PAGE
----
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NYC DOT Rolls Out Bus and Bike Improvements for East Side


looking north at 79th & 1st


Last night, the New York City Department of Transportation presented detailed plans for the upcoming implementation of Select Bus Service (SBS) on 1st and 2nd Avenues at the third meeting of the Community Advisory Committee (CAC). The CAC consists of various community stakeholders members from the districts along the SBS corridor. Also in attendance last night were a few East Side elected officials (CM Dan Garodnick, State Senator Liz Krueger) as well as a few reporters from the various beats around the City (Streetsblog, WYNC, and Our Town).

DOT first ran through a quick update of the issues with locating SBS stations along the route. Certain trees and street furniture may needed to be removed and replaced in other locations in order to make room for the new stations and accompanying infrastructure.

DOT then detailed exactly how the street-scape would be reconfigured for SBS. The City does not plan to install a physically separated bus-lane (i.e. one with some sort of barrier to keep other vehicles out) as is found in other cities such as Bogota, Colombia. The City will instead utilize 3 design variations throughout the SBS corridor in order to: (1) improve bus service, pedestrian safety, and bicycle access; (2) maintain traffic flow; (3) allow curb access for delivers and drop-offs; and (4) provide metered parking.

Street Design

Design A would include an off-set bus lane with a lane for metered parking at the curb along the right side of the avenue, 3 lanes of through traffic, another metered parking lane, and then a protected bike lane along the left curb. DOT would later add bus bulbs (as seen currently on Lower Broadway) at SBS station locations. Pedestrian crossing islands would also be installed along the left sides of the avenues, in front of the parking lanes, to close the distance people must currently navigate to cross the wide Avenues.


image: NYC DOT

image: NYC DOT


Design B would not include an off-set bus lane but would instead keep the bus lane along the right curb, similar to what’s in place (yet rarely enforced) now. Four lanes of through traffic would be maintained with a parking lane and protected bike lane along the left curb. Bus lane regulations may* allow for midday and off-peak (non-rush hour) usage of the curb-side bus lane for delivery trucks and metered parking (*more details are currently needed on this point). Again, pedestrian crossing islands would also be installed in this design.


image: NYC DOT

image: NYC DOT


Design C, (the least optimal) would basically keep the status quo with a curb-side bus lane, 4 lanes of through traffic, a “shared” or Class 3 bike lane, and then a parking lane along the left curb. A Class 3 bicycle lane contains signal markings on the pavement to alert drivers that bicyclists may use the lane but does not include any form of physical protection (as in the other 2 designs). Bus lane regulations would be similar to that in Design B in order to accommodate off-peak deliveries and metered parking.


image: NYC DOT

image: NYC DOT


Corridor Map

The DOT has not finalized exactly where each design variation will be implemented along the SBS corridor. The map provided at the meeting shows that design variations A and B will be utilized along a majority of the route. No changes are intended to the existing street-scape in the area of Second Avenue Subway until construction has been completed. Also of note is that Design C will be implemented in the area covered by the current East River Greenway gap detours.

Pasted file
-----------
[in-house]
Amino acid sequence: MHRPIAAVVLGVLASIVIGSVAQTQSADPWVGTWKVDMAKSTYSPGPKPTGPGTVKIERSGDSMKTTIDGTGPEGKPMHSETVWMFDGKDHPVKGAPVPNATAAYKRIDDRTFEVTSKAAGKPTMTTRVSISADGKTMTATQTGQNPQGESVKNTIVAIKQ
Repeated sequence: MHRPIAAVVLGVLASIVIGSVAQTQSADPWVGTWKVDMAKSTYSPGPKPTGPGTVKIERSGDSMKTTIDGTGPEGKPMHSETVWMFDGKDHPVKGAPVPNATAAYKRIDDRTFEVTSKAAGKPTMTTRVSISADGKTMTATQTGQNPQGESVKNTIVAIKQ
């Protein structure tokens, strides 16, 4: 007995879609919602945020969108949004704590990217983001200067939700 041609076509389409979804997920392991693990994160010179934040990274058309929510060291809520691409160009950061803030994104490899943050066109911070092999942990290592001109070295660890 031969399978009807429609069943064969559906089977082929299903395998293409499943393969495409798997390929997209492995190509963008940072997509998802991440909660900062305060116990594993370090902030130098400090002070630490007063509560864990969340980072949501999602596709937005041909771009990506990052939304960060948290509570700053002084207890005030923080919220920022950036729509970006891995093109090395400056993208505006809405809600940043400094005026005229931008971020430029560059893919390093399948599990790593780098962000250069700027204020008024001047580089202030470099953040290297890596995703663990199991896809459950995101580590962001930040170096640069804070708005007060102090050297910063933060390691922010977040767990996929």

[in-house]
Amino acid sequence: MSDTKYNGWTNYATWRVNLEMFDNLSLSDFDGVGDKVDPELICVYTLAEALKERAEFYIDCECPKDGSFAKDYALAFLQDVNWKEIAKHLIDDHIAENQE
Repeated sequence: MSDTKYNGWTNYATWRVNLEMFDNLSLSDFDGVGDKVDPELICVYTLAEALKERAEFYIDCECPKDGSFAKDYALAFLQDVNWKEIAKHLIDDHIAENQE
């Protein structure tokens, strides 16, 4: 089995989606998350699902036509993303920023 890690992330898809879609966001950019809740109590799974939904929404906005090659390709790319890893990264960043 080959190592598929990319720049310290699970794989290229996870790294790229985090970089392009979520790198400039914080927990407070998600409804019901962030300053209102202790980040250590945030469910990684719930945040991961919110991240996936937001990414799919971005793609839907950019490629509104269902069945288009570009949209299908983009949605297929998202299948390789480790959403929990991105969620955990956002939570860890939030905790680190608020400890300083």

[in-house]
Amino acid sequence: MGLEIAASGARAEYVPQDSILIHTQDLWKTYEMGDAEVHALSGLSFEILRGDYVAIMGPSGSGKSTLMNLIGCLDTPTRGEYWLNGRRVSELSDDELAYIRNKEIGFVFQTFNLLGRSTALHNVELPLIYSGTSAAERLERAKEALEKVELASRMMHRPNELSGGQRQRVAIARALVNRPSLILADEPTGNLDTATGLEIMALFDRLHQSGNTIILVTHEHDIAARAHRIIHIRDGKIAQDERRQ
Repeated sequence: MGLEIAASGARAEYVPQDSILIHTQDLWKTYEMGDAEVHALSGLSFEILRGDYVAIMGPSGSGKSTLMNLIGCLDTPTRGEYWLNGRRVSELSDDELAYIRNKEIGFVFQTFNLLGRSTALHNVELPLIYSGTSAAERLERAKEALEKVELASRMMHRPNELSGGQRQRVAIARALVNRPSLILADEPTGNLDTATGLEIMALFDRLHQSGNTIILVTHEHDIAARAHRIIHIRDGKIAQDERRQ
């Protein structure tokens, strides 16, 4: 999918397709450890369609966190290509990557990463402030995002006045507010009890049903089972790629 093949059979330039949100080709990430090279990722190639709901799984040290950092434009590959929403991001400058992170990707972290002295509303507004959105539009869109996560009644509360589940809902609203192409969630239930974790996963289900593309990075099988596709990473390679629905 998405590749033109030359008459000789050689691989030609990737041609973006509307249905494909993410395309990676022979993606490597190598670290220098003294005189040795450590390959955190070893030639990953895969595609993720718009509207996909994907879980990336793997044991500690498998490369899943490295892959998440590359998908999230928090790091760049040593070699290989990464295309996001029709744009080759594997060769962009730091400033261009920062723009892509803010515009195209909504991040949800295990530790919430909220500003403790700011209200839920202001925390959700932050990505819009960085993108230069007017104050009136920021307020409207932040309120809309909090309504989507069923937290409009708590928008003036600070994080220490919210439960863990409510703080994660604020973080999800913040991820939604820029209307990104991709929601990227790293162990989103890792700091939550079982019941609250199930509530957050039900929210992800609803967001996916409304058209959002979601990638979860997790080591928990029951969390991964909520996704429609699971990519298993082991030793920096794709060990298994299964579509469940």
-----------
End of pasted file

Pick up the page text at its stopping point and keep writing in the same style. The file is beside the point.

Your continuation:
Reaction

First and foremost NYC DOT must be commended for planning to implement such a far-reaching and innovative redesign of the City streets to accommodate all-users of the road and prioritize bus transportation. Though the current designs cannot be characterized as “word-class,” they are a significant improvement over the current configuration. The designs will speed up buses while providing much-needed protected bicycle infrastructure to the growing number of East Side cyclists, improving the pedestrian experience, and maintaining vehicle traffic flow.

Ideally, the plans would have included some sort of physical separation to protect the bus lane from vehicles that may enter or stop in the lanes, severely compromising the effectiveness of SBS improvements. Without such a barrier, the City will be forced to rely on increased enforcement of the lanes in order to ensure speedier trips. Authorization for bus-mounted cameras has not been forthcoming as of yet – something the City will no doubt need to properly enforce the lanes. ,

The City is also missing a vital (and extremely rare) opportunity to include desperately needed protected bicycle lane infrastructure along the corridor section that overlaps the current on-street detour of the East River Greenway. Because of the large gap in the Greenway from East 37th Street to East 60th Street, cyclists are forced to detour onto some of the most highly trafficked dangerous parts of 1st and 2nd Avenue in East Midtown. Cyclists must contend with bridge and tunnel traffic while fighting for space on the extremely fast-moving avenues. These developments confirm that the City, State, and local stake-holders must continuously work towards closing the Greenway gap and improving the East River Greenway to provide a truly protected bicycle route around some of the City’s worst streets.

The City’s designs for SBS are no doubt better than what is currently in place. These plans will continually evolve as the SBS roll-out makes its way through the various community boards. In any event, this we know is true: much-needed bike and bus improvements are indeed coming to the East Side.

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